Undergraduate Student Profile: Alex Long ’14

Submitted by Virginia Weir, Assistant Director of Advancement Communications on October 25, 2013

One thing that Fairfield University does best is seek out the potential in students. Over the course of my time at Fairfield, I’ve been lucky enough to have advisors and mentors…who challenged me and saw potential in me as a leader. Their guidance and care for my growth led me to step out of my comfort zone…

Alex Long ’14

Hometown: Bayonne, N.J.

Major: Communication

Major: Mathematics

Honors/Positions:

FUSA President 2013-14

Orientation Support Team Member of the Year

why fairfield

My friend from high school—now my roommate— invited me to check out Fairfield University just a few weeks before the deadline. I immediately fell in love with the campus and, trying to stay away from any of the colleges my five siblings had experienced, was sold on Fairfield.

My experience here has been eye-opening and challenging. My involvement in Campus Ministry, where I attended an international service trip to Nicaragua and have been a part of the Lector community for four years, has challenged my faith and pushed me beyond my boundaries of comfort.

Fairfield University has not only presented challenges in extracurricular programs. Last year, I took a couple of classes taught by Dr. [Michael] Pagano [associate professor of communication]. In Health Communication, we studied the socialization of patients, nurses, and doctors, but went beyond the realms of the classroom in shadowing the School of Nursing students who were performing various tasks in their clinicals. End of Life Communication was another class taught by Dr. Pagano that taught us about the value of time and living. We were pushed out of our comfort zones when required to do 20 hours of service at Connecticut Hospice. This was a hands-on experience that challenged us as individuals in facing the realities of life.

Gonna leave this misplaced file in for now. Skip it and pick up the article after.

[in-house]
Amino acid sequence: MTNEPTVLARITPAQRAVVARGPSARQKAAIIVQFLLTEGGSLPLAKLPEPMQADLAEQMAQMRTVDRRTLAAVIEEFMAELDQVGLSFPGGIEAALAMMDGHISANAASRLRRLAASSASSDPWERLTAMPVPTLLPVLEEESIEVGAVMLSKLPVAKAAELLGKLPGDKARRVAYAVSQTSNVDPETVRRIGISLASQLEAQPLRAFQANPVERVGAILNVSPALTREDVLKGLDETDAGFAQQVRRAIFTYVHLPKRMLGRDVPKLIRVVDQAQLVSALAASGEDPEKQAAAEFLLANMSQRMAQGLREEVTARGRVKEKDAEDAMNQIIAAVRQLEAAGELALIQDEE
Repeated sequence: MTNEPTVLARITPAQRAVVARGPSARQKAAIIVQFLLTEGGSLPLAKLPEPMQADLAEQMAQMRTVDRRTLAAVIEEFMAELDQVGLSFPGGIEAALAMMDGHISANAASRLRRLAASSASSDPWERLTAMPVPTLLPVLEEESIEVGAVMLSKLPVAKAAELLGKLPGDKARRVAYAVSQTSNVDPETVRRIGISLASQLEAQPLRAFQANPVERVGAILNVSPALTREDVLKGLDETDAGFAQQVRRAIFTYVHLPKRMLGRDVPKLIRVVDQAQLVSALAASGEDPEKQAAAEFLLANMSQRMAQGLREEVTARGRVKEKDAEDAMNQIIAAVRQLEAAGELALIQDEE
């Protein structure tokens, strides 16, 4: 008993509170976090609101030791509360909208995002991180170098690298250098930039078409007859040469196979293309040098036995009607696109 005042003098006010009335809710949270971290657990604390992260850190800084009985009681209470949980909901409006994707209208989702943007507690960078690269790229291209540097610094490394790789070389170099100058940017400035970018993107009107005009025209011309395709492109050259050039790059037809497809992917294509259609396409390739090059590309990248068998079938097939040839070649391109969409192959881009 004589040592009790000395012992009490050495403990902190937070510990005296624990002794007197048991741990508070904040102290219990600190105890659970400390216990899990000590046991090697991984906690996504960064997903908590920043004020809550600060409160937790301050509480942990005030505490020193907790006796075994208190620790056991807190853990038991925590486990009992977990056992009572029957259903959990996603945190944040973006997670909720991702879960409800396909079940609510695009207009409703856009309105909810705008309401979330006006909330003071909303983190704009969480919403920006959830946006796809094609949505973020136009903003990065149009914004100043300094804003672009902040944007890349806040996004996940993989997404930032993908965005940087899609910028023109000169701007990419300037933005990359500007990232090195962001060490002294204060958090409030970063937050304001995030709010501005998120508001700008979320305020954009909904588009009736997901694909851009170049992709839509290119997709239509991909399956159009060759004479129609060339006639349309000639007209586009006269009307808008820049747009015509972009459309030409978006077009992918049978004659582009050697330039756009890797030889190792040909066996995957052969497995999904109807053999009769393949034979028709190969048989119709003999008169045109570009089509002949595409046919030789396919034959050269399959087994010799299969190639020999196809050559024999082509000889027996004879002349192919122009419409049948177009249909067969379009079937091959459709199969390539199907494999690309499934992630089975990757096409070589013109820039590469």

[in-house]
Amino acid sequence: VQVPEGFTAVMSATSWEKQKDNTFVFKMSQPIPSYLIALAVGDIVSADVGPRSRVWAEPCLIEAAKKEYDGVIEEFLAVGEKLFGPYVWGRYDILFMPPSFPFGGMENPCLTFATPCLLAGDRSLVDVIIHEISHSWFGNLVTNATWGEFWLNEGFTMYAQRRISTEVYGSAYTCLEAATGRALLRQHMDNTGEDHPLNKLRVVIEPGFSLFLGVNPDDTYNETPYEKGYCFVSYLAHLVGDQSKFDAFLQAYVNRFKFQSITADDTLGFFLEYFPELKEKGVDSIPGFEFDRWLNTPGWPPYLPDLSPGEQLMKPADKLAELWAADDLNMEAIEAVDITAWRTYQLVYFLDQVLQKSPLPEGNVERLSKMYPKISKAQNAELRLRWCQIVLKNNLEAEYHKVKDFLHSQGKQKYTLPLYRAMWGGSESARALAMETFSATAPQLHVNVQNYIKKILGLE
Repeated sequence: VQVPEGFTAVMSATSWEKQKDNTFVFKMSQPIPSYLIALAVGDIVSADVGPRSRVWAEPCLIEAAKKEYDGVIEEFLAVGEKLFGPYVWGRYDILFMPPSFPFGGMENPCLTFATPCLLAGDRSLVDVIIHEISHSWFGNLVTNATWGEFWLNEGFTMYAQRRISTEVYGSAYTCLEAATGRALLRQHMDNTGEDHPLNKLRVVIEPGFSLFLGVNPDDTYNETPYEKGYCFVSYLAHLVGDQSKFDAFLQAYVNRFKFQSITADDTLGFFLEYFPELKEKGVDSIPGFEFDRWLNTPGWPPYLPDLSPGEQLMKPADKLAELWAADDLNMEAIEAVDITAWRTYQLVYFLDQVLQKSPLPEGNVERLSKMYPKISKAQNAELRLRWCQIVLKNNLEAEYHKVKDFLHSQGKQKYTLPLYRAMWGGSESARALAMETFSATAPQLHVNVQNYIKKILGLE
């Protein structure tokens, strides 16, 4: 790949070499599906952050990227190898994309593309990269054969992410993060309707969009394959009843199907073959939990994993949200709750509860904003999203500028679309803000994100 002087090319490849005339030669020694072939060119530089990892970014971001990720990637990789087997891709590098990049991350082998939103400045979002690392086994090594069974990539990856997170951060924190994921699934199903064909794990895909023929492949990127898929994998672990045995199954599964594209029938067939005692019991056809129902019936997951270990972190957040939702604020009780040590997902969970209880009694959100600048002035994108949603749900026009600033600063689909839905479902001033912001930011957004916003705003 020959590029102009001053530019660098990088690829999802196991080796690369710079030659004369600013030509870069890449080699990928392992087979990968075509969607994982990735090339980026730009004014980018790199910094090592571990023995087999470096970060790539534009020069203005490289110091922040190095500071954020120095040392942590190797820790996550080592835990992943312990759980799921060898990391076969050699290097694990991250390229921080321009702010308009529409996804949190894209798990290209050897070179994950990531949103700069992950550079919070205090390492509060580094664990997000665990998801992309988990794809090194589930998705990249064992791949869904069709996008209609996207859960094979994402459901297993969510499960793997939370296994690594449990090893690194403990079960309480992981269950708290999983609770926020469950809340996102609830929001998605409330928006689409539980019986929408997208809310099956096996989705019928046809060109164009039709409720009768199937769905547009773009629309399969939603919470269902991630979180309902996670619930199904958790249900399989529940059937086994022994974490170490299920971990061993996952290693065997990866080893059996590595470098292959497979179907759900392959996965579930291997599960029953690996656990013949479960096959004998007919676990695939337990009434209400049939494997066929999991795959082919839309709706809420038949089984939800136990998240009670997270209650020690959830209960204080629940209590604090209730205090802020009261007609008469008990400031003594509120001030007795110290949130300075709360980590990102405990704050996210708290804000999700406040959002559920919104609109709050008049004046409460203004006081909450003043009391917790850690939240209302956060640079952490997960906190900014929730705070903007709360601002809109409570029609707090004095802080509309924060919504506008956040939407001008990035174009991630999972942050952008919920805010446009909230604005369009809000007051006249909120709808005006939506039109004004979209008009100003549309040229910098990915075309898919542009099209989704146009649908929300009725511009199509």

Aside from these, I have been thrilled to participate in the send-off of two senior classes, known as Senior Week; welcome the Class of 2015 as an OST (Orientation Support Team; bar-tend at the Levee; host the Student Leadership Awards and a radio show on WVOF; work at ITS and intramurals; as well as hold multiple roles in FUSA.

A Role in Student Government

One thing that Fairfield University does best is seek out the potential in students. Over the course of my time at Fairfield, I’ve been lucky enough to have advisors and mentors like Father [Michael] Doody and Carolyn Rusiackas [associate director and campus minister for Liturgical Ministries] who challenged me and saw potential in me as a leader. Their guidance and care for my growth led me to step out of my comfort zone and become much more involved throughout campus. Not only these mentors, but other students saw the potential in me and inspired me, like my predecessor, Rob Vogel ‘13. Rob opened doors for me and gave me opportunities that I had to work hard to achieve. His endless effort to empower myself and others ultimately gave me the sense that this was the right position for me. I’m truly grateful for these mentors.

Proud Moments

It’s hard to say any moment could top winning the election for FUSA president. It wasn’t something that I had set out to accomplish since freshman year; however, in my growth as a leader it became evident that this was the path for me.

I’m most proud of my persistent attitude towards being involved. I’ve worn many hats over the course of my four years at Fairfield University and it has made my experience one to remember, not because of my achievements but because of my experiences and the people I was able to share them with.

What’s next after graduation

Currently, I am looking into graduate school, either at Fairfield or another place. As FUSA president, I’m enjoying the challenges of running the largest organization on campus. I look forward to leading a service trip to Jamaica later in the year, and hopefully by then I’ll arrive at a point where I have a better sense of what I truly want to do for the rest of my life.

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